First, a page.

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Since my articles are published on the 5th Saturday of any month, it might seem a little late to be talking about mistletoe after Christmas, but I received a present of an unusual planter, soil, seed and directions to grow mistletoe from my daughter (who lives in Arkansas). She had decided to give it to me early so the seeds might be grown by Christmas. I’m afraid my reaction did not please her.

Why would I want to grow mistletoe as it is a parasite that feeds on a tree that becomes its host. I’m very willing to give the gift away, but I don’t think you will be interested in growing it after reading this article. If you happen to buy any mistletoe to hang for Christmas, to fulfill the myth that kissing under it will increase the possibility of marriage in the coming year, I want you to be very careful on how you dispose of it after Christmas.

Several types of mistletoe are poisonous to pets. Pharadendron serotinum, the American variety, is less toxic than Viscum album, the European variety. In humans, it is not known to kill, but can cause drowsiness, blurred vision, vomiting and even seizures.

Mistletoe is a parasite capable of producing globular masses, from a few inches to several feet in diameter, on many shade and fruit trees. These parasitic masses obtain food from their host by means of root-like parts called haustoria. If present in abundance, it is a distinct menace to the host tree and can kill it in extreme cases. It is also invasive because the seeds that drop are sticky allowing more plants to grow.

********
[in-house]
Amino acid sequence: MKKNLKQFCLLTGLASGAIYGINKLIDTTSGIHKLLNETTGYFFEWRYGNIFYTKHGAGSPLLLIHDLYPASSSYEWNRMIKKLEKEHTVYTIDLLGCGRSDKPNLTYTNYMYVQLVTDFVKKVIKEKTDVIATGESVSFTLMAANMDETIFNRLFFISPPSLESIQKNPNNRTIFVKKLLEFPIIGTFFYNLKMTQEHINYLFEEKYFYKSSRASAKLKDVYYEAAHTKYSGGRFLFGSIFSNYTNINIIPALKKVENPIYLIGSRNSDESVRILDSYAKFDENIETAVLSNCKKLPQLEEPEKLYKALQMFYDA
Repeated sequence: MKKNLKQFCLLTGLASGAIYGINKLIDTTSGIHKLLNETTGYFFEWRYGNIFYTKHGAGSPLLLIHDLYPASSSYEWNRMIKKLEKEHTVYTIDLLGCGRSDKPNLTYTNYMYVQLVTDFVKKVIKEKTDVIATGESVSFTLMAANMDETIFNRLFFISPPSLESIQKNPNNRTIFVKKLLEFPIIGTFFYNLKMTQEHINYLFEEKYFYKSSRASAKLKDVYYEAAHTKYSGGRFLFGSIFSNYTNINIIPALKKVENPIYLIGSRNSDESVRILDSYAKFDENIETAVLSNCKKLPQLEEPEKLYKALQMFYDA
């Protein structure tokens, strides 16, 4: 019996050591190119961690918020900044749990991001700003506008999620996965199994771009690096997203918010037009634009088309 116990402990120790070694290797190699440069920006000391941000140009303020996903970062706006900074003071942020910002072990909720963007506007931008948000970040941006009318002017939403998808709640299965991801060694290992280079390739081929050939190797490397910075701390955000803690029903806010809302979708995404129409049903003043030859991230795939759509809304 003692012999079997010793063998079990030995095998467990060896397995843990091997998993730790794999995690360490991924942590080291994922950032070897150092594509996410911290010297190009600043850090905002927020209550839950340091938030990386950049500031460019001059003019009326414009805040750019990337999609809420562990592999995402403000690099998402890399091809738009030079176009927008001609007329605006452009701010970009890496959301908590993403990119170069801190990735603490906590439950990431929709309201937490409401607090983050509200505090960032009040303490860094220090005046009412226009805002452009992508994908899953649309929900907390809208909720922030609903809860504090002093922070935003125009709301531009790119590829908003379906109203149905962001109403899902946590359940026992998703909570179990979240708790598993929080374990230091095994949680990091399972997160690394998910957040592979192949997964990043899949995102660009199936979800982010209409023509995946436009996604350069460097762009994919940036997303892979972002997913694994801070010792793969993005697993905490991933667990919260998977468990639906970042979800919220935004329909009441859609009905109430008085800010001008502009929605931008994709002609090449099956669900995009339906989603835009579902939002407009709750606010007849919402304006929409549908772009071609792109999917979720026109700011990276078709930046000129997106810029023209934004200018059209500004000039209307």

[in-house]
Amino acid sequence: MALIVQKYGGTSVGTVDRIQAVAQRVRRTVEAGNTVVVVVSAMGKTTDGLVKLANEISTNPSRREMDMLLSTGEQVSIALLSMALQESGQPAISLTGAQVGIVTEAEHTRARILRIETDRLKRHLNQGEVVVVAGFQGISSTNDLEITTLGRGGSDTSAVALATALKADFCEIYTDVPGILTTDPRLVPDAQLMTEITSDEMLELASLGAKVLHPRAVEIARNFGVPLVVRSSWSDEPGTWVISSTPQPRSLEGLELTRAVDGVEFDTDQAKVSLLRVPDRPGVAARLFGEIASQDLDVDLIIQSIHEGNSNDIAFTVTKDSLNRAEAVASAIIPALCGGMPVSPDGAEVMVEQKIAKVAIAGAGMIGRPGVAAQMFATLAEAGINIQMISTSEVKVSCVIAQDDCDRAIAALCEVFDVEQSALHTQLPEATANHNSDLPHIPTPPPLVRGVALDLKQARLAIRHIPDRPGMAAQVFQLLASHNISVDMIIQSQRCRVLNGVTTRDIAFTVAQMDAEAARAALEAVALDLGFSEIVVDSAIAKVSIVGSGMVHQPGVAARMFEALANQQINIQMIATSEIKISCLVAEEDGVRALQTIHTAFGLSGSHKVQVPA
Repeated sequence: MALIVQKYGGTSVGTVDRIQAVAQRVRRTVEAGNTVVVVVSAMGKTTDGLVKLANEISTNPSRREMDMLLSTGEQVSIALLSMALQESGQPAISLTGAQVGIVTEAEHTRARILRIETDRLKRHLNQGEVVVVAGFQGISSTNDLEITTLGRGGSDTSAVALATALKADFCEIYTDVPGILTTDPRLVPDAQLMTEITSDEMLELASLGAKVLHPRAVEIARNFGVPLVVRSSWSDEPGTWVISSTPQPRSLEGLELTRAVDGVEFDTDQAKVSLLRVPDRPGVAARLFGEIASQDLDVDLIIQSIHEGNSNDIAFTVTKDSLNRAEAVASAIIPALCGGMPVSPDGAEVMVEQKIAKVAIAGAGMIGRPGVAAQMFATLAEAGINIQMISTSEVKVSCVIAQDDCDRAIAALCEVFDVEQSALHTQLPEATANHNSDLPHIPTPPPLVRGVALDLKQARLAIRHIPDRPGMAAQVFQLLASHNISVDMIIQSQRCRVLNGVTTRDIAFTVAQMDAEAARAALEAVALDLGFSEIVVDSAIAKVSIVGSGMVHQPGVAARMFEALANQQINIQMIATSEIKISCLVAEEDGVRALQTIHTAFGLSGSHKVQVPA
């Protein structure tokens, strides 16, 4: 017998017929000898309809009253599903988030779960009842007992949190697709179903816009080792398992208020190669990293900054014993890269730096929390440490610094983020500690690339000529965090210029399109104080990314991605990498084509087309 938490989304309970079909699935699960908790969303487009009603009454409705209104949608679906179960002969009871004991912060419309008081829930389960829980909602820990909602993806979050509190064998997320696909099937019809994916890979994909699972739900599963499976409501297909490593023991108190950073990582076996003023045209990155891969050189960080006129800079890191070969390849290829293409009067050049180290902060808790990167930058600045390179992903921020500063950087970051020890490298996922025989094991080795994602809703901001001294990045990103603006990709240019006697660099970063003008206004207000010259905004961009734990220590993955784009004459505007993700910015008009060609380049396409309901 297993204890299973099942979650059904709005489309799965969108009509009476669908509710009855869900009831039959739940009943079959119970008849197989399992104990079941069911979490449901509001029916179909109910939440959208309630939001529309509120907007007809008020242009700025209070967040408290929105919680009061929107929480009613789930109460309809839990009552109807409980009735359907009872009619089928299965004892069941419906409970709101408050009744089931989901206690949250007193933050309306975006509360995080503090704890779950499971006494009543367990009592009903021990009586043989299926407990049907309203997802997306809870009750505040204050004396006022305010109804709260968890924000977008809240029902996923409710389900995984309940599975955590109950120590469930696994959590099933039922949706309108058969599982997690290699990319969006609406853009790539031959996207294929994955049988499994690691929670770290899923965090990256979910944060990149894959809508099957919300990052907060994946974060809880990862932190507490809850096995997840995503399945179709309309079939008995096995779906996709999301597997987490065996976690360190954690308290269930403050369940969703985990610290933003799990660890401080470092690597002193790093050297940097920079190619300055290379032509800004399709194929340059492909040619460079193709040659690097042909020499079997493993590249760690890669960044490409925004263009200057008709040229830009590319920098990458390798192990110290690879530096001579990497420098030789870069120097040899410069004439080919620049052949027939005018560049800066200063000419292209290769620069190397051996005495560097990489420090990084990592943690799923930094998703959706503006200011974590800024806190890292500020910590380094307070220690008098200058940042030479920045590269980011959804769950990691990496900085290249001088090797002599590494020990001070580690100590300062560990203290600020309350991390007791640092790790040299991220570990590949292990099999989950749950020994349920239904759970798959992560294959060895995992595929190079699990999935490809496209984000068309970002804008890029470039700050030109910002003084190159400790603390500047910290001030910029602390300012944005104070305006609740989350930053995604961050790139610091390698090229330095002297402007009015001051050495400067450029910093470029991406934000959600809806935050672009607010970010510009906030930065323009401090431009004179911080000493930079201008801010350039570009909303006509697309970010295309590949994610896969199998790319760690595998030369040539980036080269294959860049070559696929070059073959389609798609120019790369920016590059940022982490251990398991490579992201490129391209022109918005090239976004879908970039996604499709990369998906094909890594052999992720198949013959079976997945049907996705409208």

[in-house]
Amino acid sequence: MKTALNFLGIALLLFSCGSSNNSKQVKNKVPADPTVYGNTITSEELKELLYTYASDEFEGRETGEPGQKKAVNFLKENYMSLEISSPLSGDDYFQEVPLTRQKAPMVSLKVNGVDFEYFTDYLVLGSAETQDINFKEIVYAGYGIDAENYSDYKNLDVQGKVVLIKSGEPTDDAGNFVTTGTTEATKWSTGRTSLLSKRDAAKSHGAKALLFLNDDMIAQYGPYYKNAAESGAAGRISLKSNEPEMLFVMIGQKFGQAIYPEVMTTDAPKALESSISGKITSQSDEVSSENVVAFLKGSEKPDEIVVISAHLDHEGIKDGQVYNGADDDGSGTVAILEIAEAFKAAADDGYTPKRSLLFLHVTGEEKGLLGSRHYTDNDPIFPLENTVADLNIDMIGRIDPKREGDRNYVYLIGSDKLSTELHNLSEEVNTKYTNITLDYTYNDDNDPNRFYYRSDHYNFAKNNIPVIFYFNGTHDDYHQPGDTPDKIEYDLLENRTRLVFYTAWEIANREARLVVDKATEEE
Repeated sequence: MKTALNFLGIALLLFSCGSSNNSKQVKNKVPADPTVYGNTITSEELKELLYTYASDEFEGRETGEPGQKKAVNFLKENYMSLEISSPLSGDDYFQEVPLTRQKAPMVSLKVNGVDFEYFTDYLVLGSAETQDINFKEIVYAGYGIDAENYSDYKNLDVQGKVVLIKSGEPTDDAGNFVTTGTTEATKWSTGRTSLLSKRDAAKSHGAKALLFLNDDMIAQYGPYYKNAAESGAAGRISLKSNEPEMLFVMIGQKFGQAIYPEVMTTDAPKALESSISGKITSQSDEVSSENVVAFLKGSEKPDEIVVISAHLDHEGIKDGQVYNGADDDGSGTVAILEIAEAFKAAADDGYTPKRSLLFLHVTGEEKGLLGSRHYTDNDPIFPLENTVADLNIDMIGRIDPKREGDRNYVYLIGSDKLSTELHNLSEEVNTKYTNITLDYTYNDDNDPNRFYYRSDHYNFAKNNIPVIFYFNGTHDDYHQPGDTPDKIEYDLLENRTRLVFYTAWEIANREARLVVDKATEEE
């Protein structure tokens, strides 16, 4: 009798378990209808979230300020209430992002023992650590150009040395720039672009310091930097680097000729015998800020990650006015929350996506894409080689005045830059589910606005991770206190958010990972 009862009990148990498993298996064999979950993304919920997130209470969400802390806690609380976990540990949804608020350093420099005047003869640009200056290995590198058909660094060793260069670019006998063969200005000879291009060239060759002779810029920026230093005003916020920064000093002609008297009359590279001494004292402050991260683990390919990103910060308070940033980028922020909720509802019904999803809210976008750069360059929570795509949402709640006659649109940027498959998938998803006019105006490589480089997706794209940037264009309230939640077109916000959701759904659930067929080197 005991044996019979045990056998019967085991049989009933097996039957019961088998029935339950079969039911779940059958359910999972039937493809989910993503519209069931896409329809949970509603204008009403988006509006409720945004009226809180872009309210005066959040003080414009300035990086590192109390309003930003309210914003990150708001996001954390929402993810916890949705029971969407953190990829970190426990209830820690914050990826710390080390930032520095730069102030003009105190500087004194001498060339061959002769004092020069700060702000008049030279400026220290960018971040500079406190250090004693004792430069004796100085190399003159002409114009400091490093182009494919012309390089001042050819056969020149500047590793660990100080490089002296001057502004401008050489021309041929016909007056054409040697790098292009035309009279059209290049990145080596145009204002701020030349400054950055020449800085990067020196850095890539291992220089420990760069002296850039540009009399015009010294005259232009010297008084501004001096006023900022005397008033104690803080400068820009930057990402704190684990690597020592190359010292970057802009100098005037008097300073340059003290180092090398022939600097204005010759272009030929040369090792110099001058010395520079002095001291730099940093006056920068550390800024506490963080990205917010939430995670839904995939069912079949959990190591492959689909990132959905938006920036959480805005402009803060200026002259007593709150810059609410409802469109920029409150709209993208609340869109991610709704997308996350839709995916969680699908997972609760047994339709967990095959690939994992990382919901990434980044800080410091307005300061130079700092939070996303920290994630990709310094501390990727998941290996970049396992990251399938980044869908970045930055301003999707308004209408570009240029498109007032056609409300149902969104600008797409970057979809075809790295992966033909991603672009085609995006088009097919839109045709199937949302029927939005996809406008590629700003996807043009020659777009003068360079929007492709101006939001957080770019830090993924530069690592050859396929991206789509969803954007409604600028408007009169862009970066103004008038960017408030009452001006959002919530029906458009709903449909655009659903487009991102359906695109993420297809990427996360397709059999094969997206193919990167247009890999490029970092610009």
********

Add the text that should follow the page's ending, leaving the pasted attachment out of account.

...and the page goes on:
Another fact about this parasitic organism is while grows like a cancer on a tree’s branch, it has been used to treat cancer in humans, mostly in the UK and Europe because it has not yet been FDA approved for use in the United States.

There are over 1000 different varieties of mistletoe and it grows just about all over the world, as long as the area is as warm as Zone 6. We in Central Illinois are in Zone 5, so it is usually not found in Charleston or Mattoon, but is found in the southern most counties in Illinois. The mistletoe we buy in stores is harvested in Oklahoma (state flower) and Texas.

Mistletoe is one of the most mysterious and sacred plants of European folklore and was used as a religious symbol in pagan rituals 1000s of years ago.

My gift says only that it is Organic Mistletoe, which tells me nothing. My daughter was right, the seeds planted in the cute container would be seedlings in 4 to 6 weeks by “only adding water”, but then needed to be transferred to a larger pot for it to grow to the size where it could be transferred to the branch of a tree. In the end, it would probably not live in Central Illinois, so does anyone want my gift?

If you haven’t signed up to take the classes to become a Master Gardener volunteer, it is possible your application will still be accepted even though the deadline is past. Call the Extension office in Charleston if you are interested. You will learn a great deal, but better yet you will be joining a great group of people.

If you have other questions about your garden or landscape, feel free to contact a Master Gardener volunteer at the University of Illinois Extension office in Charleston at 217-345-7034. You can also check out the many horticulture webpages at the U of I Extension’s website by visiting http://web.extension.illinois.edu/ccdms/ . And be sure to like the Master Gardeners’ Facebook page, at www.facebook.com/ColesCountyMasterGardeners.

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